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Ben Hearn
Dec 13, 2017

Ships in the Night – Medicine and Counseling

A frequent conversation held in my home is how counseling can support medicine. My husband is currently a medical student in his third year and going through rotations where he sees numerous opportunities where counseling services for patients outside of the doctor’s office could be beneficial. As a counselor, I also notice numerous instances where we would benefit from being more integrated into the medical healthcare system. Despite the potential gains for our clients/patients from developing a continuity of care, we often seem to remain pigeon-holed. How many private practice clinicians actually collaborate with client’s psychiatrists? How many doctors prescribing antidepressants provide referrals for counseling?

One of the most critical instances where we miss opportunities to create a better continuity of care are ER trips for suicidal ideation. I have personally transported clients who were homeless in previous positions who were clearly a risk to themselves. At best, the hospital declined to admit clients, while at worst, I was fortunate enough to catch a client as he ran across the parking lot after being discharged. The hospital had forgotten to pass along my request that I be contacted once they decided to admit or not. My husband recently shared a story of a woman who self-referred for suicidal ideation and was subsequently discharged with a next-day counseling appointment. She missed it and later that day attempted to kill her newborn child and herself.

These examples beg the question of how to better an ER department’s follow up after patients are admitted and sometimes inappropriately discharged. Communication among hospital staff is a clear place to start – my requests to be informed of client’s discharge or to speak with psychiatrists was not relayed to a physician by admission’s staff. Another consideration when ERs do refer to counseling services is to take accessibility into account. In the situation previously described, the person did not have transportation to the appointment. Asking about this or checking to see if the appointment had been kept could have prevented a tragedy.

ERs are also a place where people often go after life-threatening incidents such as car wrecks or gunshot wounds. Patients may also receive diagnoses of life threatening illnesses in hospitals. This is an area which I can speak to personally – I was hit by a car when I was 15 while crossing the street. I was lucky, requiring only 3 surgeries on my ankle, but my psychic injuries were at least equally significant. For the following two years I almost certainly met criteria for PTSD - I struggled to rectify the incident with my conception of God, lost enjoyment in my hobbies, and experienced suicidal ideation for a period following my surgeries. I was referred to physical therapy, but never to counseling services. They would have been helpful.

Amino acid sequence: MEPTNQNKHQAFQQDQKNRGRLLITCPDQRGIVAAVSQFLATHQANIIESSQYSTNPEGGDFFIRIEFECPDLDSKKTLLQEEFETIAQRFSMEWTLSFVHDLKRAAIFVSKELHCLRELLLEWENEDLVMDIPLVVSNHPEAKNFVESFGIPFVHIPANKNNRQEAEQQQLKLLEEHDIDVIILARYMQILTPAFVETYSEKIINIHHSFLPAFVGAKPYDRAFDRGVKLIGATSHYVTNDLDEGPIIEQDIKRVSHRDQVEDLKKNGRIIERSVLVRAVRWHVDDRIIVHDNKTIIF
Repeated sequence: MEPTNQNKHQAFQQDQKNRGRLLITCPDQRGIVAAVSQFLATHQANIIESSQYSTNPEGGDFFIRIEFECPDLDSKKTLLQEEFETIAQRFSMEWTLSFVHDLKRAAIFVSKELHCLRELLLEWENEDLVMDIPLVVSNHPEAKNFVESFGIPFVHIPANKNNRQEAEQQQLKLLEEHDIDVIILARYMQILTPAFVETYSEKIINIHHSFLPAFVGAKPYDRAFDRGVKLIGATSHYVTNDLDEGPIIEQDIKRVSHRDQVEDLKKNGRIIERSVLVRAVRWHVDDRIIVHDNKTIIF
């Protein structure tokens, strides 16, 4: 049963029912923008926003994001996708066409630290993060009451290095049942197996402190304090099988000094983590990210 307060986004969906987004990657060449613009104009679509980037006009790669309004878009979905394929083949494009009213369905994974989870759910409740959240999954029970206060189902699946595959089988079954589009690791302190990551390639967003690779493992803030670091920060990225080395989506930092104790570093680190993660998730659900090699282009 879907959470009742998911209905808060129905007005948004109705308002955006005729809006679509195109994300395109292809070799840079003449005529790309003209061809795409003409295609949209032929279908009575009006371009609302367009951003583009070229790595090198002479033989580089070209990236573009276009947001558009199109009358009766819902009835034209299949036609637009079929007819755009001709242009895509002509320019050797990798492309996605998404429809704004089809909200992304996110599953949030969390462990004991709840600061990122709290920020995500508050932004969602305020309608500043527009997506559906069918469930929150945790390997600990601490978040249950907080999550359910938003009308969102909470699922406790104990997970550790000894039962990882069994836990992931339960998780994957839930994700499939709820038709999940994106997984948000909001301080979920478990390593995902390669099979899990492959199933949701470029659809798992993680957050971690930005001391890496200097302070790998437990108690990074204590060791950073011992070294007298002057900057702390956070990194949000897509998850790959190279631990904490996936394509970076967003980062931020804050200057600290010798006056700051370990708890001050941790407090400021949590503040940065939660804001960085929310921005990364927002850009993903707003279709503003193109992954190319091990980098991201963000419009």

Other less extreme examples of how counseling services and doctor’s offices miss helping one another is to address much more common medical issues such as diabetes or hypertension. While it seems that doctors have some training in motivational interviewing, there tends to be very little time to employ these skills. What would it look like for a patient who was just diagnosed with diabetes to not only receive treatment and some education but also to come into contact with a counselor who engaged them about their mental and physical health and the event of the diagnosis? This counselor could meet with the patient after subsequent appointments, becoming a more regular provider or give referrals.

Overall, I spent very little time in graduate school learning about the continuity of care between the hospital and mental health services. My husband sees that this same gap in knowledge is present in medical school. Perhaps some of that is due to our gravitation away from the medical model as a profession. Research demonstrating a need or effectiveness may not be there yet. Doctors may not know who they could refer to, or counselors may not be effectively marketing their services to doctors. Regardless of the reason, it seems apparent to me that there is room for developing a stronger relationship between our fields. Doing so will result in not only a reduction in cost for our healthcare system, but also an increase in effective treatment for our clients and patients.
Ben Hearn is a new professional who is currently working as a school-based counselor. He is passionate about working with trauma and enjoys applying the fields of neuroscience, philosophy, ethics, and psychopharmacology to counseling practice. 


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